Russian Roulette: A Bipartisan Consensus for Disaster

Stephen Cohen is right on Russia in "Wrong on Russia." After first outlining Russia's global importance and then the vast dangers of the accelerating deterioration in US-Russian relations, Cohen notes in the International Herald Tribune:

How did it come to this?

In the U.S. policy elite and media, the nearly unanimous answer is that Russian President Vladimir Putin's antidemocratic domestic policies and "neo-imperialism" destroyed that historic opportunity. You don't have to be a Putin apologist to understand that this is not an adequate explanation.

During the last eight years, Putin's foreign policies have been largely a reaction to Washington's winner-take-all approach to Moscow since the early 1990s, which resulted from a revised U.S. view of how the cold war ended.

In that new triumphalist narrative, America "won" the 40-year conflict and post-Soviet Russia was a defeated nation analogous to post-World War II Germany and Japan - a nation without full sovereignty at home or autonomous national interests abroad.

The policy implication of that bipartisan triumphalism, which persists today, has been clear, certainly to Moscow. It meant that the United States had the right to oversee Russia's post-Communist political and economic development, as it tried to do directly in the 1990s, while demanding that Moscow yield to U.S. international interests. It meant Washington could break strategic promises to Moscow, as when the Clinton administration began NATO's eastward expansion, and disregard extraordinary Kremlin overtures, as when the Bush Administration unilaterally withdrew from the ABM treaty and granted NATO membership to countries even closer to Russia - despite Putin's crucial assistance to the U.S. war effort in Afghanistan after 9/11. It even meant America was entitled to Russia's traditional sphere of security and energy supplies, from the Baltics, Ukraine and Georgia to Central Asia and the Caspian.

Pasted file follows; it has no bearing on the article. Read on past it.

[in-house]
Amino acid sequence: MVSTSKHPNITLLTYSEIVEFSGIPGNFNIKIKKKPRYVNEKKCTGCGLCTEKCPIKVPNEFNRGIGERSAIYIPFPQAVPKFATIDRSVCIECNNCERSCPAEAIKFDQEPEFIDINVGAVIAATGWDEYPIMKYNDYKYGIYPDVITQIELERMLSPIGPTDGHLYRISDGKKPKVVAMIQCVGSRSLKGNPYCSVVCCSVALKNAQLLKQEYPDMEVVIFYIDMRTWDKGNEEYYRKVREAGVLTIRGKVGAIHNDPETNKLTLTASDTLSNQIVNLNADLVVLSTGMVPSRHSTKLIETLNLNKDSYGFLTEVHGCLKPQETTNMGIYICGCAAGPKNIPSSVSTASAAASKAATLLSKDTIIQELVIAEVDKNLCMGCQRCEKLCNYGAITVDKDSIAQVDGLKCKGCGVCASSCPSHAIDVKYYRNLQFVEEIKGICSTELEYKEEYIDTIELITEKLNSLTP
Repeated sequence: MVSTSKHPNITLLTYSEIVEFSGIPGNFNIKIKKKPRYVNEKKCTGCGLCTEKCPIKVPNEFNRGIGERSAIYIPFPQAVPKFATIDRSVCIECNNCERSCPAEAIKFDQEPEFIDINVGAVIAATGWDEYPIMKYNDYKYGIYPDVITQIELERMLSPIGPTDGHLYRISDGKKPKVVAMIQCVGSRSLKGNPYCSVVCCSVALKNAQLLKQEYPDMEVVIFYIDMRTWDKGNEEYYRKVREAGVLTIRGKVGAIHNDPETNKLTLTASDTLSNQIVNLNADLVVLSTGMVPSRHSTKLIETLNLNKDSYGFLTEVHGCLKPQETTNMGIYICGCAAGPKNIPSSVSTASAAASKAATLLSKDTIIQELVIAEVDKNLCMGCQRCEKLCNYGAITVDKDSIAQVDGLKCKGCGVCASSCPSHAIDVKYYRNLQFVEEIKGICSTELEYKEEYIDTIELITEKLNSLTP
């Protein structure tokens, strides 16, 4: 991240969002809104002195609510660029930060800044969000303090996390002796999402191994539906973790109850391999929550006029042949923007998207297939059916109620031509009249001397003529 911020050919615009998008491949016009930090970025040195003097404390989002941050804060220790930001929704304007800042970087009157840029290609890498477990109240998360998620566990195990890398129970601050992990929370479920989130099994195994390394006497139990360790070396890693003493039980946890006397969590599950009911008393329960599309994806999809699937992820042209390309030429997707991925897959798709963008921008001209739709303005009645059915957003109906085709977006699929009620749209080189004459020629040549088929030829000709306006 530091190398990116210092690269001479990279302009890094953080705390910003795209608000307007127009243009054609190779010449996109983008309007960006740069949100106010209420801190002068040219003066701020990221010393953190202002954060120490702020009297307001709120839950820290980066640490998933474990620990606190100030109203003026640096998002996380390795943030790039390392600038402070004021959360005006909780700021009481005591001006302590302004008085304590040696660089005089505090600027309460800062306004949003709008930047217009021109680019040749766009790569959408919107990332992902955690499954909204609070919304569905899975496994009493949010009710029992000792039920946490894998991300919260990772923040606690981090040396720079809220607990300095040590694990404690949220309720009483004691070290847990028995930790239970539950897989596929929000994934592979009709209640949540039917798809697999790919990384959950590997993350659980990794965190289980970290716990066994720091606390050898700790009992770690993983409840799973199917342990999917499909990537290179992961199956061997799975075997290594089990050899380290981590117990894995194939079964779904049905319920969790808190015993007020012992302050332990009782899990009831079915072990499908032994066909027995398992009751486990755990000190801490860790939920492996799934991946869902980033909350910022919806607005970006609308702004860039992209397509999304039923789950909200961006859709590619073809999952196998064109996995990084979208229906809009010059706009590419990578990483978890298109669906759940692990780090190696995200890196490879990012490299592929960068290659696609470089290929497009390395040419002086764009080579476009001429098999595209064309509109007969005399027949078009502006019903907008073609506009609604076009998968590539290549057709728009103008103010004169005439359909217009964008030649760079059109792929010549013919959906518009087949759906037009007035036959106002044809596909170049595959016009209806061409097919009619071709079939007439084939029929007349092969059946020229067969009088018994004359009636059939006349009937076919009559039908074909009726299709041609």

Such U.S. behavior was bound to produce a Russian backlash. It came under Putin, but it would have been the reaction of any strong Kremlin leader. Those U.S. policies - widely viewed in Moscow as an "encirclement" designed to keep Russia weak and to control its resources - have helped revive an assertive Russian nationalism, destroy the once strong pro-American lobby, and inspire widespread charges that concessions to Washington are "appeasement," even "capitulationism." The Kremlin may have overreacted, but the cause and effect threatening a new cold war are clear.

Yes, it's our old friend American Exceptionalism again: we are imbued with divinity (or blessed by history for the secular exceptionalists), so everyone must hew to Washington's paternalistic line -- or else Daddy spank. American elites can never comprehend the reality of the outside world because they are too busy admiring their special, exceptional selves in the mirror.

Cohen then outlines some immediate steps we could take to reverse the dangerous situation:

Three are essential and urgent: a U.S. diplomacy that treats Russia as a sovereign great power with commensurate national interests; an end to NATO expansion before it reaches Ukraine, which would risk something worse than cold war; and a full resumption of negotiations to sharply reduce and fully secure all nuclear stockpiles and to prevent the impending arms race, which requires ending or agreeing on U.S. plans for a missile defense system in Europe.

Sounds like a good plan. What do our wannabe leaders have to say? Uh oh:

American presidential campaigns are supposed to discuss such vital issues, but neither John McCain nor Barack Obama has done so. Instead, in varying degrees, both have promised to be "tougher" on the Kremlin than George W. Bush has allegedly been and to continue the encirclement of Russia and the hectoring "democracy promotion" there.

Great. Not only more of the same disastrous course -- but even more of more of the same.

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